California Governor Approves First-in-the Nation Legislation to Combat College Campus Sexual Assault - Flips the Status quo to Yes means Yes

Sunday, September 28, 2014

SACRAMENTO – Enacting critical policies and procedures to change the way colleges prevent and treat sexual assault, Governor Jerry Brown signed Senate Bill 967 (De León/Jackson). Known nationally as the yes-means-yes bill, SB 967 makes California the first state in the nation to define affirmative consent and require institutes of higher education to educate students about consent and sexual assault. To ensure a fairer campus adjudication process, the bill requires increased training for the faculty reviewing complaints so that survivors of assault aren’t re-victimized by inappropriate questions when they seek justice. The bill also requires access to counseling and health service resources which are absolutely critical for recovery when assaults occur.

Meghan Warner, Chair of the University of California Associated Students Sexual Assault Commission, and the leader of the Cal Consent Campaign at UC Berkeley declared, “I am so grateful Governor Brown has signed SB 967 into law. Education and outreach measures will help create a culture of consent where survivors are supported instead of blamed, doubted, and ignored, as many of us are. The affirmative consent standard will help change the re-victimizing, insensitive reporting procedures, instead allowing students to seek help and hold perpetrators accountable. This is a major victory for all California students, not just survivors. I hope the rest of the nation will follow suit and require these much needed changes.”

“Our sisters, our daughters, our nieces – every woman deserves the right to pursue the dream of higher education without being threatened by the nightmare of violence and sexual abuse,” said Senator Kevin de Leon (D-Los Angeles). “The Governor’s signature on this legislation is an important step to prevent that kind of nightmare on our college campuses.”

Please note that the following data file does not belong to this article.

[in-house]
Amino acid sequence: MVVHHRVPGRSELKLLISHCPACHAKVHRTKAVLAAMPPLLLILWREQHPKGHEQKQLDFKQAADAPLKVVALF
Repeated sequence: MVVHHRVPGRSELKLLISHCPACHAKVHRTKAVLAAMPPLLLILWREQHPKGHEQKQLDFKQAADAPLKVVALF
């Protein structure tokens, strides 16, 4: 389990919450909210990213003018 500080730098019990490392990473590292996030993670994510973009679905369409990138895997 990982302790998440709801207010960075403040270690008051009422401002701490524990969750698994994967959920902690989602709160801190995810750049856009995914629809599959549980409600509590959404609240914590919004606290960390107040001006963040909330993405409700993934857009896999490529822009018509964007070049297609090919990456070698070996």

After months of discussions with stakeholders to develop workable solutions to a devastating problem, SB 967 received support from all three public higher education systems in California. University of California President Janet Napolitano, California State University Chancellor Timothy P. White, and California Community College Chancellor Brice W. Harris all sent letters to Governor Brown asking for him to sign the legislation. Sexual assault survivors from all across California came to the Capitol to testify in front of committees, and most recently to deliver thousands of petitions to Governor Brown asking for his signature.

Joint author of SB 967 and vice-chair of the California Legislative Women’s Caucus, Senator Hannah-Beth Jackson (D-Santa Barbara) said, “This bill is about changing the culture on college and university campuses to a culture of ‘no excuses’. No excuses for rape, no excuses for blaming the victims of rape, no excuses for not supporting these victims, and no excuses for turning a blind eye to the problem of campus sexual assaults. SB 967 will create safer environments for students.”